It’s June 24th. My husband has just been sentenced to 9 years in jail. I watch him walk out of the dock and into a life where he is no longer mine…he’s a convict now, owned by the state until his release. I pray that the system will see the man and not the crime; the future and not the past. Above all I want someone to care for him and keep him safe. I do not yet know that my prayers are pointless and that prison is designed only to punish, the more the merrier…
After hours of travelling and processing, including strip searches, property logs and endless form- filling, he is taken to the unit where his first cell awaits. It really does look like something off the set of Prison Break or Shawshank Redemption. His new home is a huge cavernous space three floors high, hollow in the middle with metal crash netting strung between the walkways of “the two’s”, (the first floor), to stop people throwing heavy objects (or jumping) down onto unsuspecting people walking about on “the one’s”. He doesn’t yet realise how likely both of these eventualities are.
The guard who is escorting him to his new residence stops suddenly at a random door, and ushers him in with his prison bag. It’s a double cell about 6ft wide and 10ft long with a child’s bunk bed on the left and a small shelving unit on the right. The walls are covered with graffiti. It’s filthy. Most of the shelves in the unit are missing, and there is rubbish and slices of white bread strewn on the floor. He spots the loo in the corner next to the shelves. It has no seat and there is no cubicle around it. It is unspeakably dirty and covered in brown marks on the porcelain which transpire to be burn marks from the many rollies that have been flicked at it over the years from the bunk beds and missed their lazy target. There is a sink too which is chipped and equally as fouled and unsanitary. The window is shut and barred. There is no curtain or blind. There is only one mattress on the bottom bunk and it is ripped. There is no pillow, or bedding of any description. The guard leaves without a word, locking him in. There is nothing for it but to clean up what he can, which isn’t much in the absence of all tools, and pray for the guard to return with bedding.
The hour ticks by. At last the officer comes back with a foam block covered in wipe-down blue plastic (a prison pillow), green sheets and some orange prison blankets. Rob is pathetically grateful. Having decided against unpacking until cleaning products can be sourced, hopefully in the morning, he slips in-between his polyester bed clothes, shivers at the thought of the damage a naked flame could wreak in here, and pulls up the blanket as far as he can. His feet are pressed against the end of the bunk which isn’t designed for anyone over 6ft. He turns off the light, exhausted, but sleep will not come in this foreign hellhole and so he lays there listening to shouts erupting around the unit, ricocheting off the walls and through the bones of his skull until, finally, he passes out sometime after dawn.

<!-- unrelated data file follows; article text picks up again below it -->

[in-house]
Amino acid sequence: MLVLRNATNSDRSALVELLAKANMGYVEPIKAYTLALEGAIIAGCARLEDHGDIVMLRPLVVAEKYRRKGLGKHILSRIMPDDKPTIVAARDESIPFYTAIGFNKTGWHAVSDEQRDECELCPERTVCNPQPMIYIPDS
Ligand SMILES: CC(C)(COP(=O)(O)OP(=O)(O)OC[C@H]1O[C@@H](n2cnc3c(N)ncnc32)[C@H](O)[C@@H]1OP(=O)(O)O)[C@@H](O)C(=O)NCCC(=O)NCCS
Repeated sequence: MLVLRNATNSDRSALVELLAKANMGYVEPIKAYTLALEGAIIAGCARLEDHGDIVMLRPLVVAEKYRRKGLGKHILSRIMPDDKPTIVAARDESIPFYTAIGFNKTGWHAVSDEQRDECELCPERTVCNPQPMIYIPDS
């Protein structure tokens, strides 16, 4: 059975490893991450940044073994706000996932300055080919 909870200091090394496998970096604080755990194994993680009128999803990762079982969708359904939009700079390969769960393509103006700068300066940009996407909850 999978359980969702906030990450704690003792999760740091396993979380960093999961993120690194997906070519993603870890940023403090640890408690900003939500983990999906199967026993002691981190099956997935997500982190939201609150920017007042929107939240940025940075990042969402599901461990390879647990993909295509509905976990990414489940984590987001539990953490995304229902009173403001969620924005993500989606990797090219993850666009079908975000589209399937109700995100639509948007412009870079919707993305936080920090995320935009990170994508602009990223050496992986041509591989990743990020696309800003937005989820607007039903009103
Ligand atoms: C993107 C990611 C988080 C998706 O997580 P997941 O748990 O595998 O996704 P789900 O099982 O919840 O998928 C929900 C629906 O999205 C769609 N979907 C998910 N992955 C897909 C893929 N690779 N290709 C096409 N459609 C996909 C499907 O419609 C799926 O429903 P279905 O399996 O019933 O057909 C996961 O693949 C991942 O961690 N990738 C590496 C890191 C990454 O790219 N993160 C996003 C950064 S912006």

Rob awakes to the sounds of keys turning in locks and pool balls smashing into each other. There is an inordinate amount of shouting too and a hum of activity. He dresses quickly, opens the cell door which has just been unlocked without comment by a screw and is met with a blast of activity and a sense assaulting scene of ordered chaos. His cell is opposite the pool table. Clusters of spectators are gathered around it watching the game unfold. Everywhere he looks groups of men are intent on different activities: dominos, cards, the cleaning of cells with mops and buckets. Every part of the hall: the walkways, the staircases, individual cells and communal areas are teeming with indecipherable purpose.
There is a very specific look being worked around the room. Tattoos, vest and plastic shower shoes worn with socks is the height of prison chic, so he nips back into his cell, removes his trainers and adopts the fashion. Best to blend in as much as possible. He is fresh meat. Within minutes people start asking for things. Anything and everything. Before the hour is up he will have been offered every drug you can think of, plus many more besides. He ventures out of his pad (cell) with trepidation as met by the sight of a seriously intoxicated man trying unsuccessfully to remove his trousers as he prepares to jump off the 3’s two stories up. No one bats an eyelid.
The drug of choice here is Black Mamba, AKA Spice, or just plain Mamba. It looks a bit like weed, but its effects are infinitely more extreme. Your average prisoner used to pretty much rely on cannabis for their R n R until mandatory drug tests were introduced and heroin became a safer bet. Cannabis hangs in the blood stream too long, but smack will be undetectable after a day or two. Mamba is better though. So far there is no test for it, so even though it totally messes people up they’ll go for Mamba every time. That way if they get hit with a random drug test they won’t lose their visits or canteen or parole. The downside is it’s lethal.
Twelve recorded Mamba deaths in UK prisons so far this year and we’re only half way through it. God knows how many near misses there must have been. There are so many mamba casualties they call they call ambulances “Mambulances” inside. It also stinks like fish and puts people into crazy psychotic states as well as heart failure. When supplies come in no-one really knows how strong it is, so they test it out on ‘Mambapigs’ and the results aren’t pretty. Like the guy on the 3’s. Someone has pulled him off the railings at least, but he has managed to get his trousers off and now’s he’s butt naked and shouting and moaning to the mild amusement of the unit. It’s one way to deal with your time. Prison is basically a holding pen for all areas of society that we can’t be bothered to deal with. The majority of inmates either have drug and alcohol addictions of varying severity and persuasions or mental health issues.